There seems to be a growing unease with the organized church. Studies show that Christians are leaving the church. The encouraging news is that they are not leaving their faith.
The author is one of them. She served in church for more than two decades and knows the importance of the visible church. “Now, as a non-goer and cultivator in an ever-evolving Christian community,” she writes, “I also believe there are healthy, visible, doable alternatives to the traditional church.” Becoming a non-goer can lead to life-giving, world-changing, growth-inducing, community building life.
She shares her own experience, explores what “church” means, and why people are leaving the church. She shares many stories of people who have created meaningful post-church experiences. She looks at possibilities of forming community and passing on the faith without the structure of the church. She gives practical suggestions for mentoring and connecting with others. Most have had to venture out of their comfort zones.
She suggests that non-goers may be part of something new happening in Christianity. It is an expression of Christianity that is integrating belief into life, evidencing real spiritual formation from real life experiences, and forming authentic relationships through community building. It is an exploration of the meaning of belief apart from church activity.
Bean's book is a good look at how Christians are committing themselves to be the church in new (and sometimes old) ways. It is an encouragement for those frustrated with their organized church experience. It is also a wake-up call to pastors and denominational officials. It reminds them people are leaving their churches, not because they are leaving the faith, but because they are leaving what they consider to be an irrelevant organization.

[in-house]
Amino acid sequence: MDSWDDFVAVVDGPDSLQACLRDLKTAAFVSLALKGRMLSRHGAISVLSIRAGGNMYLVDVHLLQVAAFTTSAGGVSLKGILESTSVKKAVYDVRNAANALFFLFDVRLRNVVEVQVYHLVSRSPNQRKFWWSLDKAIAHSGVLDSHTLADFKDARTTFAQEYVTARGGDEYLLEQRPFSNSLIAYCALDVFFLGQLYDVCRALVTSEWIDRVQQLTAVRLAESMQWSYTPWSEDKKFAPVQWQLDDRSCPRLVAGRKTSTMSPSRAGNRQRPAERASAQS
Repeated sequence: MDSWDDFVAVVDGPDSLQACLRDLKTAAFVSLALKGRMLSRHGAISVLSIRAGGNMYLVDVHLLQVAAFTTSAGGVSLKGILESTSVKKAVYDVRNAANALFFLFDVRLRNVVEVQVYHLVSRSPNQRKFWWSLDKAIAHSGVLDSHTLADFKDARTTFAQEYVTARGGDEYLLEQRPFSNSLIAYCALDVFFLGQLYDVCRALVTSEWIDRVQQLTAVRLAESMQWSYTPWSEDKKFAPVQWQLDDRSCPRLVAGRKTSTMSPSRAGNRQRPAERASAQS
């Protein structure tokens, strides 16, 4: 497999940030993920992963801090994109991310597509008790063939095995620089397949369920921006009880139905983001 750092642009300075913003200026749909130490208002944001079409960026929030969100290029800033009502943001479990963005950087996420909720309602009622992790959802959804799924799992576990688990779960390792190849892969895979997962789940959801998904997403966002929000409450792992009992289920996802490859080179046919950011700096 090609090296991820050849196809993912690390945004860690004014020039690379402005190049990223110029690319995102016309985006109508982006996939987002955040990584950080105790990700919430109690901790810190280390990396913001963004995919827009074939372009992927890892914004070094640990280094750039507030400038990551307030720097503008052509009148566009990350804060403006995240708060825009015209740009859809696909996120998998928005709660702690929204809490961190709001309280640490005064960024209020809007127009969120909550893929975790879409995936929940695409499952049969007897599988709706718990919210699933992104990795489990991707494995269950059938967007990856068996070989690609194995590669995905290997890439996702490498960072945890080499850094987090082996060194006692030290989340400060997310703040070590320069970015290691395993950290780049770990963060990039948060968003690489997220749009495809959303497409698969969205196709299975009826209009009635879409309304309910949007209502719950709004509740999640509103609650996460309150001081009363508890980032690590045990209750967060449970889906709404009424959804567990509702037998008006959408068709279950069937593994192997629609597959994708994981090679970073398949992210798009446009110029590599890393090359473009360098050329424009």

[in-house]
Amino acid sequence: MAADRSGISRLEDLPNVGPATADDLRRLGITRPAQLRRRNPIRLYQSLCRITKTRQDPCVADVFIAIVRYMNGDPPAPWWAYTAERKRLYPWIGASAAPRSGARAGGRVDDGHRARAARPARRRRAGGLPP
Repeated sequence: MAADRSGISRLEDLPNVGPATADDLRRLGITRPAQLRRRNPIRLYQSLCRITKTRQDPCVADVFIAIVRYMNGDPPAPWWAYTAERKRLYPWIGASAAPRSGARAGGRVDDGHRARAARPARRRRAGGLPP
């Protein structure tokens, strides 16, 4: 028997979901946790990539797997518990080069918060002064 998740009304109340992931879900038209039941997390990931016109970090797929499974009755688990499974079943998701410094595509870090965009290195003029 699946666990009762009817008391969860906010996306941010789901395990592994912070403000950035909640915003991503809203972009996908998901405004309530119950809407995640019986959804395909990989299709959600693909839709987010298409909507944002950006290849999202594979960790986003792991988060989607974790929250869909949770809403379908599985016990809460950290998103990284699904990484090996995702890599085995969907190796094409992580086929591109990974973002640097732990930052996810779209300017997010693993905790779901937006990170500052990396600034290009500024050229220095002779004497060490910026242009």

Bean's book includes numerous examples of Christians committed to exercising their faith outside of church activities. I found it very encouraging. The statistics of church attendance in decline can be depressing but this book gives one hope that Christianity is alive and well and being exercised on the street corners and in the living rooms of our communities.
This is a good book for non-goers. Bean has given many practical ideas for creating intentional communities and instigating action to share the good news of the gospel. It is also a good book for those thinking of leaving the organized church as it encourages movement toward alternative faith expression.
You can find out more at www.howtobeachristianwithoutgoingtochurch.com.
Kelly Bean served at Cultivator of third Saturday organic community which gathered in her living room for 24 years. She is co-planter of Urban Abbey, an egalitarian inter-generational intentional community in North Portland. She is co-founder and Executive Director of African Road, an International NGO working in collaboration with African leaders who are creating community collectives. Find out more at www.kelly-bean.com.
Baker Books, 241 pages.
I received a complimentary egalley of this book from the publisher for the purpose of an independent and honest review.